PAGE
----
A new co-ordinated service in Belfast, aimed at reducing the risk of frail older people falling and to help elderly patients safely stay at home after a fall, instead of being admitted to hospital, has been launched.
The Community Falls Prevention and Management Service – spearheaded by the Belfast Integrated Care Partnership (ICP) – is a joint initiative with a number of partners including the Northern Ireland Ambulance Service (NIAS), Belfast Health and Social Care Trust (BHSCT) and the Public Health Agency (PHA).
With access to funding, provided by the Belfast Local Commissioning Group and PHA , the initiative has been introduced by the ICP, with the Belfast Health and Social Care Trust and other partners providing a range of medical, community, voluntary and social services.
Dr Alan Stout, GP lead and Chairman of the East Belfast Integrated Care Partnership, explains the service:
“The Community Falls Prevention and Management Service is an excellent example of a truly joined up and innovative way of working that will deliver seamless care; provide a better experience for patients, their families and carers; and reduce pressure on hospital services. The service is designed to enable health and social care providers to work more closely together to keep people well in local communities and to better share information to plan safe, high quality care around each individual’s needs.”
Falls are very common in the elderly and are a serious cause of distress among patients and their families. In addition, a fear of falls can have a devastating impact, leading to reduced activity, and social isolation.
Barbara Walker, from Belfast Health and Social Care Trust, said the new service focuses on elderly patients who have fallen at home and are attended to by the NIAS.
“Paramedics can now make a referral to the BHSCT Falls service, and an appropriate member of the team will contact the patient/family member within 48 hours to provide support, advice and appropriate intervention.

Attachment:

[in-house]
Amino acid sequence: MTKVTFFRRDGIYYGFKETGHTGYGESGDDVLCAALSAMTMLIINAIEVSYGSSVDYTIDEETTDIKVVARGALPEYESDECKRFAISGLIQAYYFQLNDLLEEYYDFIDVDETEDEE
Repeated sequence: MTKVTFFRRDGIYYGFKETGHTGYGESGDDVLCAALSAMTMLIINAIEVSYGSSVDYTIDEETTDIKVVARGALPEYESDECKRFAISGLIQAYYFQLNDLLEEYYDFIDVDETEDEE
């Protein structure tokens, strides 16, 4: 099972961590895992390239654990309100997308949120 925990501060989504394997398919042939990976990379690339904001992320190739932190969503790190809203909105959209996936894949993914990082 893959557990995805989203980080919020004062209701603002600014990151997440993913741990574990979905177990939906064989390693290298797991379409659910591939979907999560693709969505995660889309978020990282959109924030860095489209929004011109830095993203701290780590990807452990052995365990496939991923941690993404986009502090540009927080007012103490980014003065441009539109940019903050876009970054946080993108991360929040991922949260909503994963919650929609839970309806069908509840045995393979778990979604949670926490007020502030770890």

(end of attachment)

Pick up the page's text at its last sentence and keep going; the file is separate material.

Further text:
“They will also identify and address risks that could lead to further falls and co-ordinate any referrals to other medical services including GPs, allied health professionals such as physiotherapists, and community and voluntary services,” she said.
Ciaran McKenna, from NIAS, explained the benefits of working in partnership.
“With in excess of 20,000 calls per year NIAS were extremely pleased to have helped establish this pathway and it demonstrates the benefits of collaborative working. This service now means that NIAS have access to a regional falls pathway which offers patients services more appropriate to their needs and enhances their experience as they are able to remain at home instead of being transported to the Emergency Department,” he said.
Alan Marsden, Deputy Commissioning Lead for Belfast said: “The Belfast Local Commissioning Group welcomes this development and commends the ICP, NIAS and other stakeholders for working together to make it happen.”
Sarah Reid, Senior Health and Wellbeing Improvement Officer at the PHA, said: “A service like this will help improve the lives of older people who are more susceptible to falls.
“By taking action early, examining and addressing risk factors, we can help reduce the risk of further falls and help older people live independently and prevent unnecessary time spent in hospital or the need for placements in nursing and residential homes.”
Other partners involved in the initiative include Northern Ireland Fire and Rescue Service (NIFRS), Bryson Charitable Group.